• Inaccurate treatment (about 20%). Most often, claims like these involve heart-related treatments. More specifically, these claims occur because treatment does not involve medication, pain management, wound care, and blood transfusions.
  • Medication errors (~16%). Most medication error allegations happen when doctors don’t monitor patients closely enough while prescribing medication. Other claims allege doctors failed to prescribe medication at all, gave the wrong drug, or incorrect dosages.
  • Childbirth injuries (~11%). Most birth injury claims involve damage to the baby’s brain. Cerebral palsy is a common reason why parents file birth injury claims. Medical malpractice attorneys commonly represent cases involving children that require lifelong care or wrongful death claims.
  • Surgeries (~7%). This can include anesthesia errors, accidental injuries during a procedure, or leaving items inside your body post-surgery. For example, maybe your doctor put in a temporary IVC filter, but never scheduled surgery to remove it. As a result, the device broke apart, several metal pieces migrated and punctured your lung and spine.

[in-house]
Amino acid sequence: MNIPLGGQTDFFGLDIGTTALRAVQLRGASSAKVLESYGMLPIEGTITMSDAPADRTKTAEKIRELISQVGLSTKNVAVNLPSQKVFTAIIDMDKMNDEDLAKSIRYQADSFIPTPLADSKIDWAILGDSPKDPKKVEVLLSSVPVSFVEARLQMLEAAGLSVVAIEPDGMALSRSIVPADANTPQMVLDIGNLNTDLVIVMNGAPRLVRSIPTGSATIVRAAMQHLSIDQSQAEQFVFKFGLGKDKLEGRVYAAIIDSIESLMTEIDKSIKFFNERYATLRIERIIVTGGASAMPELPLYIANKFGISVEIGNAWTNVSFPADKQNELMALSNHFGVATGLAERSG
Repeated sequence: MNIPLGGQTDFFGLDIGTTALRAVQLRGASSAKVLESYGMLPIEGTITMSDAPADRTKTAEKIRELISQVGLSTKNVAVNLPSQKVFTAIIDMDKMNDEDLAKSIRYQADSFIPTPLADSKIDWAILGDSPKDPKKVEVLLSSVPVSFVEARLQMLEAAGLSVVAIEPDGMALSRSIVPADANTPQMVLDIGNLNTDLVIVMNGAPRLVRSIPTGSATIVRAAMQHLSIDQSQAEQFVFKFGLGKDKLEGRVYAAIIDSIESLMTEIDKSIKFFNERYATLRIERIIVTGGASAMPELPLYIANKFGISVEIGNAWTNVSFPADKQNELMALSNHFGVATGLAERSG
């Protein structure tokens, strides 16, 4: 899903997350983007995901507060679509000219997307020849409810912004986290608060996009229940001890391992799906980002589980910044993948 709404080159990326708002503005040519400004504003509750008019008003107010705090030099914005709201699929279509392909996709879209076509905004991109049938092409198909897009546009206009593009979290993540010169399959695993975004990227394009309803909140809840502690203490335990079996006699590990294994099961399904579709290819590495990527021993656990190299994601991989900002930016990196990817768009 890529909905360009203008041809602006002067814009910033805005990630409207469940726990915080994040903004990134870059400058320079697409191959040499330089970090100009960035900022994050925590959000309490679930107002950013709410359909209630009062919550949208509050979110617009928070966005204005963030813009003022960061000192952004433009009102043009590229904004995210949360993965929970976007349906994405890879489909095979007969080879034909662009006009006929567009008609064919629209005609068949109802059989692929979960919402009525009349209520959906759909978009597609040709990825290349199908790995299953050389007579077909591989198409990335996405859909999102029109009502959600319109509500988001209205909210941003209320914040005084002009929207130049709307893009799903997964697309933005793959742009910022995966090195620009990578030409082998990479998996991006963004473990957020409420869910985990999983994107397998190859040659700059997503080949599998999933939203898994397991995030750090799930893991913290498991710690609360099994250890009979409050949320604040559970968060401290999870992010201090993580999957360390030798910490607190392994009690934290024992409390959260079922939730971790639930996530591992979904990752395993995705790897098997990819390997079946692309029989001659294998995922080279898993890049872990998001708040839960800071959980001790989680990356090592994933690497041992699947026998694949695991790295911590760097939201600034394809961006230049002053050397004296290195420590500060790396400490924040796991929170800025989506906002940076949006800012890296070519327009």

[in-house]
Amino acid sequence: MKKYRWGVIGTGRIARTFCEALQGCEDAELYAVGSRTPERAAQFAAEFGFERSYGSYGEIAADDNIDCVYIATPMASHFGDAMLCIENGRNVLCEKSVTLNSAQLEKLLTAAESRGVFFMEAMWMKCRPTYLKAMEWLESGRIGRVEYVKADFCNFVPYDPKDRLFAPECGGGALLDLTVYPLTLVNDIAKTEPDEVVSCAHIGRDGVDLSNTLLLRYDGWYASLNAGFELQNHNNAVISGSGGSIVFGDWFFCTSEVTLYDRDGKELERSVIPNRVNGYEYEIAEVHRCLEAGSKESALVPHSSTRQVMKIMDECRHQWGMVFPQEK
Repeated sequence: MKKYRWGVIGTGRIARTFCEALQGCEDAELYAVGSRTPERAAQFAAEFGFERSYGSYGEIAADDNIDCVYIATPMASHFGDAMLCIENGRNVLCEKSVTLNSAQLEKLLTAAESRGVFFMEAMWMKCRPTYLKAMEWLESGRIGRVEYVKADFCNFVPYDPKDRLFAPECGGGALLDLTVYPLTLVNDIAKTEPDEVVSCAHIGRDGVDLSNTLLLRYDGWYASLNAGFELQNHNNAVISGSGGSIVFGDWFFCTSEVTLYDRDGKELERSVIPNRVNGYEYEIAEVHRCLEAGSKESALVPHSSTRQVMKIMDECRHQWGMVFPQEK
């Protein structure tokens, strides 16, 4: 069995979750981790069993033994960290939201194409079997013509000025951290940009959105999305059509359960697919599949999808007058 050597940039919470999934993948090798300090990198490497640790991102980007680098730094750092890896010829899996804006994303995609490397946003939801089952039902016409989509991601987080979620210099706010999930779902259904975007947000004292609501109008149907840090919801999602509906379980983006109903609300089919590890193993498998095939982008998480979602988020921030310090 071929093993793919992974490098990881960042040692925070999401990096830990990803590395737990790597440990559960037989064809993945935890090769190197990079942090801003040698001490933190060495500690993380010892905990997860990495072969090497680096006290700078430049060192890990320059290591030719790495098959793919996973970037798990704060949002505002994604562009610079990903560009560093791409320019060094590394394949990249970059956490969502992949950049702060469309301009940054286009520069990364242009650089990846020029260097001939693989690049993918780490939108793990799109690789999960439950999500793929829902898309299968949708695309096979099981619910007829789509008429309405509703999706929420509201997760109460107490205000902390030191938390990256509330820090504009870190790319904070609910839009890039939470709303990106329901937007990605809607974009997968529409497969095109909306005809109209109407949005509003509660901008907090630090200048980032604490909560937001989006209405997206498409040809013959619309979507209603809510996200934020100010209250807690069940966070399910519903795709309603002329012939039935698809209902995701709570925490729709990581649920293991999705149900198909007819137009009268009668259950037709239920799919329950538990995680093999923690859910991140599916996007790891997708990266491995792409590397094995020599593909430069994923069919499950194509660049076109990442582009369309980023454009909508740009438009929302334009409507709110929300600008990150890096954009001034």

How Do I Know If I Have a Valid Claim?

Hiring an experienced, well-versed medical malpractice lawyer can help you understand if your injury is the result of medical malpractice. If so, that attorney can help you navigate the legal system to pursue compensation and other possible remedies. It’s crucial to speak with an attorney before your deadline to file a claim passes; otherwise, you may not legally qualify for compensation. Our attorney matching service is free for those who successfully qualify for legal assistance. You must complete an online evaluation to determine if you qualify.

Ready to see if you may qualify? Complete your free online medical malpractice case evaluation now!

Lisa Allen

Lisa Allen is a writer and editor who lives in suburban Kansas City. She holds MFAs in Creative Nonfiction and Poetry, both from the Solstice Low-Residency Program in Creative Writing at Pine Manor College. Prior to becoming a writer, Lisa worked as a paralegal, where she specialized in real estate in and around Chicago.